One of my reasons for starting a blog was to give other fisherman a bit more information on rivers and venues throughout the country. Id noticed that when ever we’d planned to fish a new river, we struggled to source additional information regarding the chosen venue. Yeah i get there is information available, hidden within the many forums on the web but i don’t find any enjoyment trawling through page after page for a few snippets of information which is usually quite dated. One of these venues we had this very problem with was the river Lugg.
Setting the scene.
I’ve Chosen the river Lugg for my first one, as this place has become part of our staple fishing diet. The river Lugg starts its life at Llangynllo, Powys in the Radnor forest of Radnorshire. It makes its way through the border town of Presteigne, then on through Herefordshire. Then onto the town of Leominster which is where the Lyepole beat is located. South of this it is met by a tributary, the River Arrow. Which together they flow on and join up with the River Wye at Mordiford. The river Lugg is around 45 miles (72 km).
The boring part but i’m sure you’ll agree, there’s nothing worse than turning up to find you must leave your car perched on some eroding bank with the boot hanging in the road. Fortunately The car park is more than adequate with space for at least 10 cars parked with some sort of order.
Grid reference/location will be disclosed upon booking the beat through the Wye and Usk Foundation
beat is available through the Wye and Usk foundation: www.wyeuskfoundation.org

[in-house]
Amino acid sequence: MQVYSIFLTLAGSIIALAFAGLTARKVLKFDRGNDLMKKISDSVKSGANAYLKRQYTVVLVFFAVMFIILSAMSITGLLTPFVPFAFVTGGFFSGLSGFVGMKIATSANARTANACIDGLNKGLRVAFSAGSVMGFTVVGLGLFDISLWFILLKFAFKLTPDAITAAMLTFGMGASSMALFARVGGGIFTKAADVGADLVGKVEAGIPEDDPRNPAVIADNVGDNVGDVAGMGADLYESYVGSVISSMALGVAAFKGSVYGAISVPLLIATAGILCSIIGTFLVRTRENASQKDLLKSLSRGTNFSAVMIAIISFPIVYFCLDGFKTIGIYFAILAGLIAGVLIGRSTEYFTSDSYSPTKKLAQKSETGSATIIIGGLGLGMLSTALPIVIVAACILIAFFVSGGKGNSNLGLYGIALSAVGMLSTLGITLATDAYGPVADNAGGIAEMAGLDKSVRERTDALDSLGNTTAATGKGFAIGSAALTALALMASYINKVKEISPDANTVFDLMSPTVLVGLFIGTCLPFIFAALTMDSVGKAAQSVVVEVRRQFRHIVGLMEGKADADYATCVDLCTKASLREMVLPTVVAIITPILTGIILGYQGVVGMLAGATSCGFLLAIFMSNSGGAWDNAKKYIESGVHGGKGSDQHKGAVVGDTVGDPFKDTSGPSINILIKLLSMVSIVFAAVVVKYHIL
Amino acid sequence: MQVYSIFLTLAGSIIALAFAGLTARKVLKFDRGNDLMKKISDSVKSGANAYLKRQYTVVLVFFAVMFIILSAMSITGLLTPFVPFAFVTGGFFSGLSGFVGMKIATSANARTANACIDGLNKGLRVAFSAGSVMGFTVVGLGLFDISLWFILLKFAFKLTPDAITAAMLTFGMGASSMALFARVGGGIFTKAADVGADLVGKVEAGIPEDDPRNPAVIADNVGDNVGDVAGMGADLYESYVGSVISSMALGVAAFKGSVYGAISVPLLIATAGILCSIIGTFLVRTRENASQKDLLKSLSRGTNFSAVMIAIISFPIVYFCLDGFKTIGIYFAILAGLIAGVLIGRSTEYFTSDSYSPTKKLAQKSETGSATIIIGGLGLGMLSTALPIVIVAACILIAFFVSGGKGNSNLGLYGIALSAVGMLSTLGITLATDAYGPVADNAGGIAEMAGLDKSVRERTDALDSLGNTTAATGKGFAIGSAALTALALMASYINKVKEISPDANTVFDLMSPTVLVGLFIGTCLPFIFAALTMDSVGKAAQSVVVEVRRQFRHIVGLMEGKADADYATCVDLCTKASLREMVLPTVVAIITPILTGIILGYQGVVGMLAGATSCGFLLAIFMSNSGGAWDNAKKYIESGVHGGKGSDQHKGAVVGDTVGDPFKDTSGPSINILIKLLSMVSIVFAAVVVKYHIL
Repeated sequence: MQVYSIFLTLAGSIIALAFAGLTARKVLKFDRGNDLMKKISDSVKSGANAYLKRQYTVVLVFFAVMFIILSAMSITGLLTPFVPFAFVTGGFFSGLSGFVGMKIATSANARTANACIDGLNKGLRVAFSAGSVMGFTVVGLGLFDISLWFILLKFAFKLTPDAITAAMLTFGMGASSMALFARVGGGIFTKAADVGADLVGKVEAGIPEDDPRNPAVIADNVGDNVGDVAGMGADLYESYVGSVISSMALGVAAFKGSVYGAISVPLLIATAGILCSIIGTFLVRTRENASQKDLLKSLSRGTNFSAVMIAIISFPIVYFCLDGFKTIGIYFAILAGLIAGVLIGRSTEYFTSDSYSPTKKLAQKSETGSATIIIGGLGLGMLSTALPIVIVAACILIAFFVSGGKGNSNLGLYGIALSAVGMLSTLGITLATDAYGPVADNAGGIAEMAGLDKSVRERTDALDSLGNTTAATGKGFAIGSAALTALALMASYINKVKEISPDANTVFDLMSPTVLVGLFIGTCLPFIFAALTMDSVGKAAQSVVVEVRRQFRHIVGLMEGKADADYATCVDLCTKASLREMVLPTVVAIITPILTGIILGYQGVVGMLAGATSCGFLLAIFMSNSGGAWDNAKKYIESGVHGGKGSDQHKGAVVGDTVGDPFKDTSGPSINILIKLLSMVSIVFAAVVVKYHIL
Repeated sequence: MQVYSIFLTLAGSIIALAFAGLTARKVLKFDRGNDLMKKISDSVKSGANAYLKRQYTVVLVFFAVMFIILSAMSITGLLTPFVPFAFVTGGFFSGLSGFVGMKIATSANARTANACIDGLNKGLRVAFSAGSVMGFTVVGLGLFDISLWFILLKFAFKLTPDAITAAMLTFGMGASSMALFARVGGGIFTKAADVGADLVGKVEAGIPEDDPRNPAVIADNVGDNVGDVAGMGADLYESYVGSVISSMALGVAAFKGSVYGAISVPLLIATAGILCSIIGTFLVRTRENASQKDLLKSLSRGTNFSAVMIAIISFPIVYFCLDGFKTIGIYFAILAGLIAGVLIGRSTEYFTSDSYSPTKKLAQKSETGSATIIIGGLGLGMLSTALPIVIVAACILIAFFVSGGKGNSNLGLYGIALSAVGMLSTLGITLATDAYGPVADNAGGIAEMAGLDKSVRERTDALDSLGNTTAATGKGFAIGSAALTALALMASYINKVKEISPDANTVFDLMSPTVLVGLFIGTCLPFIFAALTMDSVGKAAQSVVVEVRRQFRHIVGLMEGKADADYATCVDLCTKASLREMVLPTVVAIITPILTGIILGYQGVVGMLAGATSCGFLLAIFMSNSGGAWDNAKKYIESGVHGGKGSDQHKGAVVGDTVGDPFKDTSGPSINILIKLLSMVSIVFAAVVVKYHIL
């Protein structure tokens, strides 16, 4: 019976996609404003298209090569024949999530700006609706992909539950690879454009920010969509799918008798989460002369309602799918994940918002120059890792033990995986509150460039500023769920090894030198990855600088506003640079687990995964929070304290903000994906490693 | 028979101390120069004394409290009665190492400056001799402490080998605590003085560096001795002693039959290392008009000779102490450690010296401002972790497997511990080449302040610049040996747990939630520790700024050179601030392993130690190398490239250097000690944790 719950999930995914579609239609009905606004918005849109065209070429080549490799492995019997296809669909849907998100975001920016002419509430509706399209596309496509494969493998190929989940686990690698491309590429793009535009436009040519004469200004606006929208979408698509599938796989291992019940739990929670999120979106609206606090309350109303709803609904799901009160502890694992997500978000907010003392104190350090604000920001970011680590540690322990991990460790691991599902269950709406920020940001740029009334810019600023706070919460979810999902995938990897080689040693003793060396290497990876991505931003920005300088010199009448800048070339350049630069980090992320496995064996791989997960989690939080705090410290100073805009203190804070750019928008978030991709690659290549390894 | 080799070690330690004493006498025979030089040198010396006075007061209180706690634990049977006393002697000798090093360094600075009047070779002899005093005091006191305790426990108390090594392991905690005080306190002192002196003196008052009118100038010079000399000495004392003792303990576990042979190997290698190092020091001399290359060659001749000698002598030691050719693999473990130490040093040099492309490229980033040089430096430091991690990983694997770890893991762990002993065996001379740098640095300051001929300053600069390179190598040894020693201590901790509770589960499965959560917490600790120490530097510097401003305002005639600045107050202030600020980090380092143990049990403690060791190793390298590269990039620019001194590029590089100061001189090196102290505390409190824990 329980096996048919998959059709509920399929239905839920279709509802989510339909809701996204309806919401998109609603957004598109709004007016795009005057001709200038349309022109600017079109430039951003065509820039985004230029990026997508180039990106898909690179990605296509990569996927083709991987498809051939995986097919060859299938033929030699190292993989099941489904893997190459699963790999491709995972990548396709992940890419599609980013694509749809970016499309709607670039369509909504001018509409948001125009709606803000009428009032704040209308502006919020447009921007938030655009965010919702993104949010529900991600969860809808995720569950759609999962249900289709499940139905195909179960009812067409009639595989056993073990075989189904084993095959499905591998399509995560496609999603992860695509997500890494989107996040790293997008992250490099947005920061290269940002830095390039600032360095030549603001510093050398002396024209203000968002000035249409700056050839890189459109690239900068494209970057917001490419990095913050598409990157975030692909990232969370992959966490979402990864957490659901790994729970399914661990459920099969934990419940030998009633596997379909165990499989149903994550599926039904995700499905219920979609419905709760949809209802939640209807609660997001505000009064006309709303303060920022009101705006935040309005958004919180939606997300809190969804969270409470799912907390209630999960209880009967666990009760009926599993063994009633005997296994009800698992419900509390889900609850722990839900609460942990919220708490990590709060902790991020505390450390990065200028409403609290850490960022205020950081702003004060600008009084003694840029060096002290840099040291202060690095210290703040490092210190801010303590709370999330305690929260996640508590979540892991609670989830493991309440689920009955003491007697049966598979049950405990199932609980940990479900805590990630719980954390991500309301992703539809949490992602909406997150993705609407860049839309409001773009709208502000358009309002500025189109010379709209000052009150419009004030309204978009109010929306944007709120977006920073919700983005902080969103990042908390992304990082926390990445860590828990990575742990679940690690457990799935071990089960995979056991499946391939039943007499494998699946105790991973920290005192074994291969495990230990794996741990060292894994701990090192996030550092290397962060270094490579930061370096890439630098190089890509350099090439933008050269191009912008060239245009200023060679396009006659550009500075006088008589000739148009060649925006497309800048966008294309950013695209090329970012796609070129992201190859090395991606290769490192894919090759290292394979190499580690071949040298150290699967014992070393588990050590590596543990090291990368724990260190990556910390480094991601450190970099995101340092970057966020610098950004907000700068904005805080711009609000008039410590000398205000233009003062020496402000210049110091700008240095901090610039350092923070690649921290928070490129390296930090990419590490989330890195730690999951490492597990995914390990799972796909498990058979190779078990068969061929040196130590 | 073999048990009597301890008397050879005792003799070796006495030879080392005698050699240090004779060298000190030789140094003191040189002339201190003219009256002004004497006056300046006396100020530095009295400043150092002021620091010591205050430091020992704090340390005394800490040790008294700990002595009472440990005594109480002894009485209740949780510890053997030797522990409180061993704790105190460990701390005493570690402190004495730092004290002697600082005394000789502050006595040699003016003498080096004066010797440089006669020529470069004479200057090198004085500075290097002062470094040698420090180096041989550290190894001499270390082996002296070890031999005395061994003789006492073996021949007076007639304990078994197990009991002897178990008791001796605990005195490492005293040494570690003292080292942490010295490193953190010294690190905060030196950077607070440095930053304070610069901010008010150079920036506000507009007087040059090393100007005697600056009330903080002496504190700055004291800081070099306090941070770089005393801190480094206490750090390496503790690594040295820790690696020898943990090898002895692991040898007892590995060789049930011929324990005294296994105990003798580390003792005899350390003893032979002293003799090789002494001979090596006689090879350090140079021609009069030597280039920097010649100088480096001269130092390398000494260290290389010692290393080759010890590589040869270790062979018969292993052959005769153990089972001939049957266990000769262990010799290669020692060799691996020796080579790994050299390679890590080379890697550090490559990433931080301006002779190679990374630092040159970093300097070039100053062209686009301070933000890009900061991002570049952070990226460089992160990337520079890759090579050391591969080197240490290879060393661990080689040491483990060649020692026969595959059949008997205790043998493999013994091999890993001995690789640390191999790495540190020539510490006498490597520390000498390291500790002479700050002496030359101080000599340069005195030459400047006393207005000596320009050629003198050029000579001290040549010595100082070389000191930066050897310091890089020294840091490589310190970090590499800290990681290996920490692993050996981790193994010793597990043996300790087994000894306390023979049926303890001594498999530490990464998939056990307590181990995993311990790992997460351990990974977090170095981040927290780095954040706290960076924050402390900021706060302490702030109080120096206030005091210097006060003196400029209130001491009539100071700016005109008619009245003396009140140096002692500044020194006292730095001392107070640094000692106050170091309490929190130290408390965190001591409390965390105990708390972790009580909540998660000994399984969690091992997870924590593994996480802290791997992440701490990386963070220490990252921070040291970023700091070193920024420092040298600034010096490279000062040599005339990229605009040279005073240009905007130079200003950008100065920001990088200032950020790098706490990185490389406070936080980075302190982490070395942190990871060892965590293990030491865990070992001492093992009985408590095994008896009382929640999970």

The river Lugg Lyepole beat is 1 mile of double bank fishing. It is located upstream of Amestry, and downstream of Kinsham. It flows through the beat surrounded by some stunning scenery, steep sided hills littered with forests line the fields which run either side of the Lugg. The bottom of the river is mainly made up of gravel and silt so the wading is relatively easy. We’ve only used rubber soled boots with no studs and had no problem. There is the odd hidden deep hole which can catch you unawares but to be honest they are in places where you’d expect them. The Majority of the beat has gradual changes in depth due to the gravel and silt being pushed along.
Please note care should be taken when wading to avoid disturbing the salmon Redds.
This particular part of the river Lugg is home to Wild brown trout and Grayling. The latter provides the better sport in our opinion. We’ve caught both Trout and Grayling in excess of 1.5lb, the average stamp is around 8-12oz. Some of our days fishing have resulted in more than 15 fish each. The areas holding the fish are quite obvious with your typical riffles, drop offs and tail outs. We’ve had most of our success whilst fishing various nymphs, Czech or french style. We’ve also had some great times catching Grayling on the dry infront of the holiday cottage. But please be aware fishing in front of the cottage is only allowed if the cottage is vacant.
As you will of noticed from the pictures all our fishing is done using “barbless-flies” from www.barbless-flies.co.uk. We’ve had some great success with them. With nearly all waters nowadays predominantly being catch and release, we much prefer using barbless hooks and not having to remove the barb. White head nymph selection has been one of the most successful flies for us at the river Lugg Lyepole, fished on a dropper above a ceramic fly.
When fishing the river Lugg Lyepole we found a good tactic is to use the road bridge as a divide in the beat, and either fish the whole day above or below. I will add we’ve found our most successful trips to be when we’ve concentrated upstream of the bridge, if this hasn’t provided good sport we use a handful of spots downstream of the bridge to fall back on.
I hope this blog will assist in deciding whether the river Lugg is a venue which caters for your needs. Its excellent fishing set in a stunning location in my opinion. If there’s anything else you would like to know, then I’m more than happy to try and help with your query. Just drop us a line through the contact page.